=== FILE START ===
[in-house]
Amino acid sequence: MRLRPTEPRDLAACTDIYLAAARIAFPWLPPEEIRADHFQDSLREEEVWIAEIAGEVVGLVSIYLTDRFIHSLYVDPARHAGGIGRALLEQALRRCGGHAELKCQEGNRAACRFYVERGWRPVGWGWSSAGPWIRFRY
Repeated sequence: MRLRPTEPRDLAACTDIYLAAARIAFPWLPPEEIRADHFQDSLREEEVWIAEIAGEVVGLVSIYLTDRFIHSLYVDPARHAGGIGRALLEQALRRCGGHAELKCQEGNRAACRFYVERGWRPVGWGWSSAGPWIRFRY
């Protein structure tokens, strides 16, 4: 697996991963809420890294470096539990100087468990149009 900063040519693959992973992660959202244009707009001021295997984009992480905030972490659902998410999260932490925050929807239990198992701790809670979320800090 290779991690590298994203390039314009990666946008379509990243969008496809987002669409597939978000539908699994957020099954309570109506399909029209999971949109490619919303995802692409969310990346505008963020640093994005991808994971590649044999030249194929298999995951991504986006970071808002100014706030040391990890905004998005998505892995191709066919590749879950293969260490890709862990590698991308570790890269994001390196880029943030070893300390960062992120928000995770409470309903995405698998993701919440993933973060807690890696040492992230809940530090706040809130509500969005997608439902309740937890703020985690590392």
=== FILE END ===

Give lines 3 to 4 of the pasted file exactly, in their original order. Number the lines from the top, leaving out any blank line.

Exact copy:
Repeated sequence: MRLRPTEPRDLAACTDIYLAAARIAFPWLPPEEIRADHFQDSLREEEVWIAEIAGEVVGLVSIYLTDRFIHSLYVDPARHAGGIGRALLEQALRRCGGHAELKCQEGNRAACRFYVERGWRPVGWGWSSAGPWIRFRY
């Protein structure tokens, strides 16, 4: 697996991963809420890294470096539990100087468990149009 900063040519693959992973992660959202244009707009001021295997984009992480905030972490659902998410999260932490925050929807239990198992701790809670979320800090 290779991690590298994203390039314009990666946008379509990243969008496809987002669409597939978000539908699994957020099954309570109506399909029209999971949109490619919303995802692409969310990346505008963020640093994005991808994971590649044999030249194929298999995951991504986006970071808002100014706030040391990890905004998005998505892995191709066919590749879950293969260490890709862990590698991308570790890269994001390196880029943030070893300390960062992120928000995770409470309903995405698998993701919440993933973060807690890696040492992230809940530090706040809130509500969005997608439902309740937890703020985690590392």